Investing Fundamentals

All Things Gold

Updated on March 23, 2024 Updated on March 23, 2024
Listen Money Matters is reader-supported. When you buy through links on our site, we may earn an affiliate commission. How we make money.

Some people who are hesitant to invest in the stock market are willing to invest in gold. Why? Gold is tangible, you can see it, hold it, and keep it right in your own house (or bunker). You can buy it from some guy in a late-night infomercial. You can buy it with images of the fallen Twin Towers on it. Or an American eagle.

You can’t say any of that about investing in the stock market! When you own stock, you don’t own a tangible thing.

You have to deal with some slick stockbroker if you want to buy and sell it (you don’t). And stocks don’t come in a limited edition collector’s box.

LMM hasn’t discussed gold very much in the past and like a lot of you, thought it was something only Doomsday preppers were interested in so not really relevant to us or our audience.

But while doing research for the Golden Butterfly episode, we learned some legitimate reasons for investing in gold and none of them are related to the zombie apocalypse that is surely coming.

Many of our listeners wanted to know more about it too, why and how to invest in gold. We got a lot of emails asking questions.

You asked and we answered. This is all things gold.

The Uses of Gold

Unsurprisingly to most people, the biggest use of gold is for jewelry but the industrial use of gold in the manufacturing of electronics is a close second. Gold is a good conductor of electricity and doesn’t corrode.

A very small amount of gold is used in nearly every electronic device including cell phones, calculators, digital personal assistants, GPS systems, and even large electronics like TV sets.

In fact, about $0.50 worth of gold is present in every cell phone which adds up to $500 million worth utilized each year.

NASA uses gold-coated polyester film in its space vehicles to reflect infrared radiation which helps to stabilize a vehicles’ core temperature. Without this film, the darker colored parts of the crafts would absorb high amounts of heat.

Gold also protects astronauts. The visor on their helmets is coated in a thin layer of gold which filters out the damaging rays of the sun.

The Value of Gold

But why gold? There are lots of minerals and rocks on earth, what gives gold its value over any of them? Well, because we said so, well not us, someone a long time ago said gold was valuable and everyone just sort of went along with it.

It’s no different than money. That dollar in your pocket has value because we all agree that it does.

Gold is considered a store of value.

A store of value is the function of an asset that can be saved, retrieved and exchanged at a later time, and be predictably useful when retrieved. More generally, a store of value is anything that retains purchasing power into the future.

The most common store of value in modern times has been money, currency, or a commodity like a precious metal or financial capital. The point of any store of value is risk management due to the stable demand for the underlying asset. Money is one of the best stores of value because of its liquidity, that is, it can easily be exchanged for other goods and services.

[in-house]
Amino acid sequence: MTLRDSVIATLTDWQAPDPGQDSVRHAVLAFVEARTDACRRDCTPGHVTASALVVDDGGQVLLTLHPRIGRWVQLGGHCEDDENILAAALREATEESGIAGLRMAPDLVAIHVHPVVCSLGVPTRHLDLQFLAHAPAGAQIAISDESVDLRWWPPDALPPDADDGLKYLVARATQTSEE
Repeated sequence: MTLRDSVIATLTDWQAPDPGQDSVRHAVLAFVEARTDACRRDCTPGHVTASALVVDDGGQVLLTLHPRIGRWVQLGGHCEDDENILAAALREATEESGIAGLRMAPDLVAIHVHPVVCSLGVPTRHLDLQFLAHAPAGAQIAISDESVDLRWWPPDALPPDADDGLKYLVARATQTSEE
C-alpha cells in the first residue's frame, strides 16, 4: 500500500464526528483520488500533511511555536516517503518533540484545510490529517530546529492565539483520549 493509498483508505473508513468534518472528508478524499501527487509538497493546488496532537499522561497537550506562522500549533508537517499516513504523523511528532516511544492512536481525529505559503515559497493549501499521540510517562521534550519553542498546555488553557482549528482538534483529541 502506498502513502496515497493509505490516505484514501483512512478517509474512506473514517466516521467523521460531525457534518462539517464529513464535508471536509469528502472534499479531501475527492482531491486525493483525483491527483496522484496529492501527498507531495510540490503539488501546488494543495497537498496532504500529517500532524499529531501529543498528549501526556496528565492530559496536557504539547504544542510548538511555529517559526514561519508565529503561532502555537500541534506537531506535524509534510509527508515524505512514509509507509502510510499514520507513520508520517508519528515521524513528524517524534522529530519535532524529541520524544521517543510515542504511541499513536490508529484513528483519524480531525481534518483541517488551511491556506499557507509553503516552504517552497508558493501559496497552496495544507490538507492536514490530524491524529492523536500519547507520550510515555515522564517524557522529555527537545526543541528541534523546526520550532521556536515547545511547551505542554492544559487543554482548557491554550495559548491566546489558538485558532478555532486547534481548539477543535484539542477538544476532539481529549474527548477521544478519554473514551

Another reason gold is considered valuable is that it’s seen as a reserve currency. A reserve currency is a stockpile of currency held by central banks and other financial bodies for investments, transactions, international debt obligations, and to influence their domestic exchange rate.

Maintaining a reserve currency limits exchange rate risk since the purchasing body doesn’t have to exchange its own currency for the current reserve currency to buy and pay for things.

Get our best strategies, tools, and support sent straight to your inbox.

The Value of Gold as an Investment

We make jokes about Doomsday and zombies but there are legitimate reasons some experts and investors consider gold a good investment.

People seek certainty in times of uncertainty. Historically, gold has been seen as a sure thing, and the tangibility of it comes in to play as explained above, during uncertain times. Gold is considered a hedge against an uncertain market.

A hedge is a contrary position. When X goes down, Y goes up. Y is the hedge. For our purposes, X is the market and Y is gold. When the market goes down, gold tends to go up and vice versa. Recently both the market and gold have both been going up.


The uncertain times (politics, the economy, climate change, etc) we’re currently in. Gold as an investment is also a way to solve the “egg/truck” problem. Even beginning investors know that diversification reduces risk. You don’t invest all of your money in a single stock or even in a single sector, you invest in many stocks which is what you’re doing when you invest with a robo-advisor like Betterment. You’re investing in a “basket” of different stocks.


But at some point, investing in more stocks gives diminishing returns. Why? Because your eggs are in many baskets but all of your baskets are on the same truck, the stock market. What happens when the truck crashes? All of your eggs in all of your baskets are an omelet on the side of the road!

Because gold is not correlated to the market, some of your eggs in some of your baskets are on a different truck.